Including €500m of working capital, the deal has a total transaction value of €3bn. Goldman Sachs, JPMorgan, HypoVereinsbank and Schroder Salomon Smith Barney are arranging the debt financing package for the transaction.

Cognis recorded sales of €3.2bn last year, which amounted to 23 per cent of Henkel's total.

Permira exits from Domoservices
A syndicate led by Permira, the European LBO house formerly known as Schroder Ventures, has sold Domoservices to trade buyer CGST Save, who, like Domoservices, are a French heating specialist. Charterhouse Development Capital and Domoservices' management also participated in the sale.

The financial details of the transaction have not been disclosed, but a spokesman for Permira said the firm had generated a return on the investment that was above average.

The consortium acquired Domoservices in a secondary buyout in 1997 for an undisclosed amount. French buyout firm LBO France had held 60 per cent of the company, with a group of Italian investors also involved in the deal. When Permira bought the business the deal was known to be the largest LBO to have been completed in France. Citibank and Dresdner Kleinwort Benson helped with the finaning of the deal.

Domoservices was first put up for sale at the beginning of 2001 after the business had been grown over the past four years, largely by way of integrating a number of acquisitions in France. Today the company maintains boilers in one million households. In 2000 it recorded €115m in sales.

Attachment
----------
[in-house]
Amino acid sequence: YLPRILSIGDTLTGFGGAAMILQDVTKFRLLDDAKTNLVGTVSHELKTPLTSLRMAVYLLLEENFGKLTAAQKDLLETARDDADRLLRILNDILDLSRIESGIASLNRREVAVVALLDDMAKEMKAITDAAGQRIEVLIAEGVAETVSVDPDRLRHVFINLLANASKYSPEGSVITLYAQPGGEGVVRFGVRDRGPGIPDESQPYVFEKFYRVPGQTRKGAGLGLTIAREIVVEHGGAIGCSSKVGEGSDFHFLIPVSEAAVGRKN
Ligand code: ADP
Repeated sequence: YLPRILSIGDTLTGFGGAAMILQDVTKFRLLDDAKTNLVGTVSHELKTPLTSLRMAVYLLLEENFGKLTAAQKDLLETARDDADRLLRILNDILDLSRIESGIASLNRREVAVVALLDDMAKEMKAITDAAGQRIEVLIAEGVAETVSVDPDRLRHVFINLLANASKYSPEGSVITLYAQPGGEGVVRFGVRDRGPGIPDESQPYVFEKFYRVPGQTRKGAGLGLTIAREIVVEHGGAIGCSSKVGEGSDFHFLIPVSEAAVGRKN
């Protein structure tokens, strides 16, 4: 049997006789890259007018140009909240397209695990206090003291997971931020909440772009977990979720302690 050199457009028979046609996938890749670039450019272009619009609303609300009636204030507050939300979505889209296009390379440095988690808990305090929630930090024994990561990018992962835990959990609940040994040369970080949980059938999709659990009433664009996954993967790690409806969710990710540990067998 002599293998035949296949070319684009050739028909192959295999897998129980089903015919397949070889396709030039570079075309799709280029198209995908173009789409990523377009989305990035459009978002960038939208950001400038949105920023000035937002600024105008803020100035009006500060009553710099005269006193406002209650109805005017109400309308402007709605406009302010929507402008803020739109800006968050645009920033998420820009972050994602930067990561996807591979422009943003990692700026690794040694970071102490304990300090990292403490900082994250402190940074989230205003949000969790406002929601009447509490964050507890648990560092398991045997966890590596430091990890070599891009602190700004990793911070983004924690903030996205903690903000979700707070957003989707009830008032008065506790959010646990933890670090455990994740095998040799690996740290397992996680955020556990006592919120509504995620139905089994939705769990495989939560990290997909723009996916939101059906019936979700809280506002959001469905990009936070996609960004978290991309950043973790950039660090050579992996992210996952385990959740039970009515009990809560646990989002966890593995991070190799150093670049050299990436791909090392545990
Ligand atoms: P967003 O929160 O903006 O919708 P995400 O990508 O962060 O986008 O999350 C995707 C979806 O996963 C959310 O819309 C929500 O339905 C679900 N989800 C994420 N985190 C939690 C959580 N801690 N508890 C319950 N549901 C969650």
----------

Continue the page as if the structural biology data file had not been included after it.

LBO France buys metering assets
LBO France, the Paris-based leveraged buyout specialist, has invested in the MBO of the metering products and systems business of Schlumberger Resource Management Services.

A management team lead by former Schlumberger executives Jean-Paul Bize and Clermont Matton is buying all of the Schlumberger metering assets except the electricity and water meters in North America.

To run the business, Bize and Matton will be heading up a new company called Actaris and, alongside other employees, own 10 per cent of the equity. LBO France owns 90 per cent of Actaris.

It was not disclosed how much the buyout team agreed to pay for the assets. LBO France will provide one third of the funding by way of an equity capital injection. The Royal Bank of Scotland and ING Barings share a mandate to arrange debt financing to fund the deal.

Actaris has a 25 per cent share of the global metering market. The company has 8,200 employees and in 2000 generated a turnover of $750m. The group is active in more than 30 countries with a strong presence in Europe, Asia and South America.

CVC agrees buyout with Aventis CVC Capital Partners, the European buyout house, has agreed to buy Aventis Animal Nutrition, the nutritional feed additives business sold by Franco-German life sciences conglomerate Aventis. The price has not been disclosed. According to a source, the debt tranche totals less than €200m, two thirds of which will be used to finance the acquisition and the remainder will be working capital. Gearing is understood to be low. Debt financing will be provided by a syndicate led by JP Morgan and Barclays Capital and also comprising Natexis Banques Populaires, The Royal Bank of Scotland and ABN Amro Bank.

Lehman buys Telecom Italia satellite interests